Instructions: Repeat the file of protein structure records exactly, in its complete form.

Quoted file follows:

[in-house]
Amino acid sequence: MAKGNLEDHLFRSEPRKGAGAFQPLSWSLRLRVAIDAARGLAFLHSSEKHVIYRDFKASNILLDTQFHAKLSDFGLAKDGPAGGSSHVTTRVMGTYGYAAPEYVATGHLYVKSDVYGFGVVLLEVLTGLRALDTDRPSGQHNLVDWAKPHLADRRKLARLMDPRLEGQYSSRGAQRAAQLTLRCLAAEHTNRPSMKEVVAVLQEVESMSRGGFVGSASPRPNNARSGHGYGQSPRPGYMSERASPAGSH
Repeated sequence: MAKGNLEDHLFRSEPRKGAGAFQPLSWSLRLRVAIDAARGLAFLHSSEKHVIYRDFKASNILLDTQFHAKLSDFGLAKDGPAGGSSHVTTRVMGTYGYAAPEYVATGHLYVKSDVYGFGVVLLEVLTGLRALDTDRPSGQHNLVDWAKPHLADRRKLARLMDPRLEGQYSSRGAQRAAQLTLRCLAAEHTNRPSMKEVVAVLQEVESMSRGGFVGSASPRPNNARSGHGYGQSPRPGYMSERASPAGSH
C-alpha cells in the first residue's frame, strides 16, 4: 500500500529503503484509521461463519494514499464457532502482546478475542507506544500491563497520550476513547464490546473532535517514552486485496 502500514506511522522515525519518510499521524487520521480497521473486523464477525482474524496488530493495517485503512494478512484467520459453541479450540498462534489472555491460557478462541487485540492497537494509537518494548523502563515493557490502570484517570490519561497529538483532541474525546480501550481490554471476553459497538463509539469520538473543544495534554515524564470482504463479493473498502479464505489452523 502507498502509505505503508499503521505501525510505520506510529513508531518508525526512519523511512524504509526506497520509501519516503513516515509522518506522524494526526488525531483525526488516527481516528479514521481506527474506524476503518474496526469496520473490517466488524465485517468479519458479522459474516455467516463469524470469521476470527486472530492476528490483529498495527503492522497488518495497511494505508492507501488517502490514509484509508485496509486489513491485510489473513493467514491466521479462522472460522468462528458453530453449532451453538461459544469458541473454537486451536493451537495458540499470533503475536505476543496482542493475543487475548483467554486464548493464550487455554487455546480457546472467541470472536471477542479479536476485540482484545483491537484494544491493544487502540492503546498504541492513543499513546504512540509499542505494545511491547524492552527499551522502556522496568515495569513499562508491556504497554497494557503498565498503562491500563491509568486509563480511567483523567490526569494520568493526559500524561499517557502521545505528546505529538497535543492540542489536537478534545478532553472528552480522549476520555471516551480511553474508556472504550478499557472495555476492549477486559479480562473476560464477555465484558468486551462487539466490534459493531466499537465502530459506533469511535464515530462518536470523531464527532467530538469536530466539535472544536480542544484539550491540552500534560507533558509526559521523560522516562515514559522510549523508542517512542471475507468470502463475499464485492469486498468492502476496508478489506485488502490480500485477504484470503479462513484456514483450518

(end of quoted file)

[in-house]
Amino acid sequence: MAKGNLEDHLFRSEPRKGAGAFQPLSWSLRLRVAIDAARGLAFLHSSEKHVIYRDFKASNILLDTQFHAKLSDFGLAKDGPAGGSSHVTTRVMGTYGYAAPEYVATGHLYVKSDVYGFGVVLLEVLTGLRALDTDRPSGQHNLVDWAKPHLADRRKLARLMDPRLEGQYSSRGAQRAAQLTLRCLAAEHTNRPSMKEVVAVLQEVESMSRGGFVGSASPRPNNARSGHGYGQSPRPGYMSERASPAGSH
Repeated sequence: MAKGNLEDHLFRSEPRKGAGAFQPLSWSLRLRVAIDAARGLAFLHSSEKHVIYRDFKASNILLDTQFHAKLSDFGLAKDGPAGGSSHVTTRVMGTYGYAAPEYVATGHLYVKSDVYGFGVVLLEVLTGLRALDTDRPSGQHNLVDWAKPHLADRRKLARLMDPRLEGQYSSRGAQRAAQLTLRCLAAEHTNRPSMKEVVAVLQEVESMSRGGFVGSASPRPNNARSGHGYGQSPRPGYMSERASPAGSH
C-alpha cells in the first residue's frame, strides 16, 4: 500500500529503503484509521461463519494514499464457532502482546478475542507506544500491563497520550476513547464490546473532535517514552486485496 502500514506511522522515525519518510499521524487520521480497521473486523464477525482474524496488530493495517485503512494478512484467520459453541479450540498462534489472555491460557478462541487485540492497537494509537518494548523502563515493557490502570484517570490519561497529538483532541474525546480501550481490554471476553459497538463509539469520538473543544495534554515524564470482504463479493473498502479464505489452523 502507498502509505505503508499503521505501525510505520506510529513508531518508525526512519523511512524504509526506497520509501519516503513516515509522518506522524494526526488525531483525526488516527481516528479514521481506527474506524476503518474496526469496520473490517466488524465485517468479519458479522459474516455467516463469524470469521476470527486472530492476528490483529498495527503492522497488518495497511494505508492507501488517502490514509484509508485496509486489513491485510489473513493467514491466521479462522472460522468462528458453530453449532451453538461459544469458541473454537486451536493451537495458540499470533503475536505476543496482542493475543487475548483467554486464548493464550487455554487455546480457546472467541470472536471477542479479536476485540482484545483491537484494544491493544487502540492503546498504541492513543499513546504512540509499542505494545511491547524492552527499551522502556522496568515495569513499562508491556504497554497494557503498565498503562491500563491509568486509563480511567483523567490526569494520568493526559500524561499517557502521545505528546505529538497535543492540542489536537478534545478532553472528552480522549476520555471516551480511553474508556472504550478499557472495555476492549477486559479480562473476560464477555465484558468486551462487539466490534459493531466499537465502530459506533469511535464515530462518536470523531464527532467530538469536530466539535472544536480542544484539550491540552500534560507533558509526559521523560522516562515514559522510549523508542517512542471475507468470502463475499464485492469486498468492502476496508478489506485488502490480500485477504484470503479462513484456514483450518